Financing? Stay CALM!!

Posted In:
June 25, 2014 - 

If you’ve never bought a house then you probably aren’t accustomed to the stress associated with spending your entire life savings on one thing. One thing that may have some major issues attached with it, OR that could be your dream home for your Leave it to Beaver dream life.

Unless you’re rollin in cash, you’ll probably need financing. Financing is the MAKE OR BREAK of a deal. Right now I’m dealing with two financing extensions on two sales, and let me tell you if you think you’re closing Friday, and then you find out that You’re NOT, panic ensues.

I wanted to share some ways to avoid financing issues for buyers, I hope these tips help!

1. Research your lender, find out if other people you know have used them and have had good results. Good reviews, or friends with positive experiences are a good place to start.

2. Find a lender who is RESPONSIVE. If you send your potential lender 3 emails and 2 phone calls and they don’t get back to you quickly, find another lender. When crunch time comes, you want someone who can get back to you quickly so you don’t lay awake at night biting your finger nails.

3. Get the paperwork in early! This isn’t like studying for final exams in college, the day before = no bueno. EARLY, EARLY, EARLY, as soon as you know your lender needs something, SEND IT. Don’t procrastinate on getting papers into your lender. The sooner you have everything in, the sooner they can send it to underwriting. (The Underwriter controls the financing, and is basically the ┬ádream crusher or magical wizard of the deal).

4. Don’t spend up a storm while you’re trying to get financing, don’t quit your job, don’t get fired, don’t be an idiot! You heard it here first, when you’re trying to get a loan you need to keep all of your finances in order. The lender will need your final pay stubs, and account info right before closing, so just because you are pre-approved doesn’t mean they are going to give you the loan. Don’t mess it up by buying a new car, or going on a shopping spree, or being a dumb ass. You’re welcome in advance.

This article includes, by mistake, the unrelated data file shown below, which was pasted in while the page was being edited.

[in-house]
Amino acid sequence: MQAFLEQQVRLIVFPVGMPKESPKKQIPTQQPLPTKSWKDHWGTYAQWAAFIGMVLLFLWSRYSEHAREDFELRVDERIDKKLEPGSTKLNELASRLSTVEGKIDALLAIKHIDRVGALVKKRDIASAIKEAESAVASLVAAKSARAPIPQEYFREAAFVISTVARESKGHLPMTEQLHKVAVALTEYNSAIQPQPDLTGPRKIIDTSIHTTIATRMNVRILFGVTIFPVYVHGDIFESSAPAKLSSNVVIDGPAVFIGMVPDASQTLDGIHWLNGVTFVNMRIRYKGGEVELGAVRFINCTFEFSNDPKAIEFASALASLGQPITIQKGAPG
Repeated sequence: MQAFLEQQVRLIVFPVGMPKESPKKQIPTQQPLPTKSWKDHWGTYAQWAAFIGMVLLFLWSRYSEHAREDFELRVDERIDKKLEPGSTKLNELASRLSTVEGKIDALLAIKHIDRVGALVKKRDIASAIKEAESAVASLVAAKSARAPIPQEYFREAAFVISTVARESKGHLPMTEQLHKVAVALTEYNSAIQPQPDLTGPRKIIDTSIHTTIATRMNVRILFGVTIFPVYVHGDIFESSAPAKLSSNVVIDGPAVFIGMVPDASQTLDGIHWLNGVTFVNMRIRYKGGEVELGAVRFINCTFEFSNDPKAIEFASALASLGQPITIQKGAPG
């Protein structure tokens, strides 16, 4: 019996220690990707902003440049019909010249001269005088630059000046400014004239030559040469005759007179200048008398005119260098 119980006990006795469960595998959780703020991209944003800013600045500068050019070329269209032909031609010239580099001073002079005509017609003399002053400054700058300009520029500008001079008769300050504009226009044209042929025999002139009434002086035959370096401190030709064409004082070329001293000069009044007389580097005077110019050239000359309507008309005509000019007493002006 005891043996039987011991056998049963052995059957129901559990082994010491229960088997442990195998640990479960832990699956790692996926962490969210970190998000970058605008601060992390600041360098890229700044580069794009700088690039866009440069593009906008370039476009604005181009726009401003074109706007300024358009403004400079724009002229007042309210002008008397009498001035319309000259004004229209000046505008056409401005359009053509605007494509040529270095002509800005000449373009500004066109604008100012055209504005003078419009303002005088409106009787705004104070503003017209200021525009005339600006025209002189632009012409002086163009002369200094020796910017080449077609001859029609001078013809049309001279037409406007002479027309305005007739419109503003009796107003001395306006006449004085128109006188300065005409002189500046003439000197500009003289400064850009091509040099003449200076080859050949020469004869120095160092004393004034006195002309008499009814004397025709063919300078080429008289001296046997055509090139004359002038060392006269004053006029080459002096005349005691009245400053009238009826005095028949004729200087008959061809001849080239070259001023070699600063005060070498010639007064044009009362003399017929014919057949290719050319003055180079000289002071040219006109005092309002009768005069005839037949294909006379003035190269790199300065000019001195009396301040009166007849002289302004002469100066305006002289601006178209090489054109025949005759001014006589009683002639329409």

5. Construction Loans. If you’re getting a construction loan get your contractor lined up in advance. If your contractor is also a dumb ass, you’re screwed. Banks like paperwork, they like people who are legitimate and not your uncle’s friend Joe the handyman. There is paper work involved, they need licenses, estimates on paper, etc. etc. If your contractor isn’t good at that type of stuff, if he’s an illegal, if he doesn’t have an email, if he can’t put estimates on paper, find another one (trust me I love the inexpensive people as much as the next do it yourself-er, but the banks don’t). You need an organized contractor who can handle the paperwork, do it properly and not mess up your loan.

6. Have a good attorney. If you are buyer, some people think they don’t need an attorney. If you don’t have one, you should get one. Sometimes the banks will suggest an attorney to review the P&S for you, which is fine, as long as that attorney is responsive to your questions and needs. If you hire a separate attorney to represent you, a lot of times they are more willing to spend time making sure you understand what is going on. It really depends on the attorney, just like it really depends on the real estate agent (most are terrible some are REALLY good). Everyone hates lawyers until you need one to save your deposit, or fix your purchase agreement, and then you love them. Get a real estate attorney, not someone that does divorces and has never negotiated a P&S.

7. Financing contingency date – KNOW IT, LOVE IT, DON’T FORGET IT! This needs to be a more important date than your wedding date. Do not miss your mortgage contingency date. If you don’t have financing in place by this date, make sure your attorney or agent requests an extension. If you don’t request this extension in time…stab someone because you may lose your deposit.

Hopefully this was helpful. The most important thing is to have a good team behind you when buying. Get an agent that knows what they are doing, get a good real estate attorney, and research your lender and make sure they are responsive.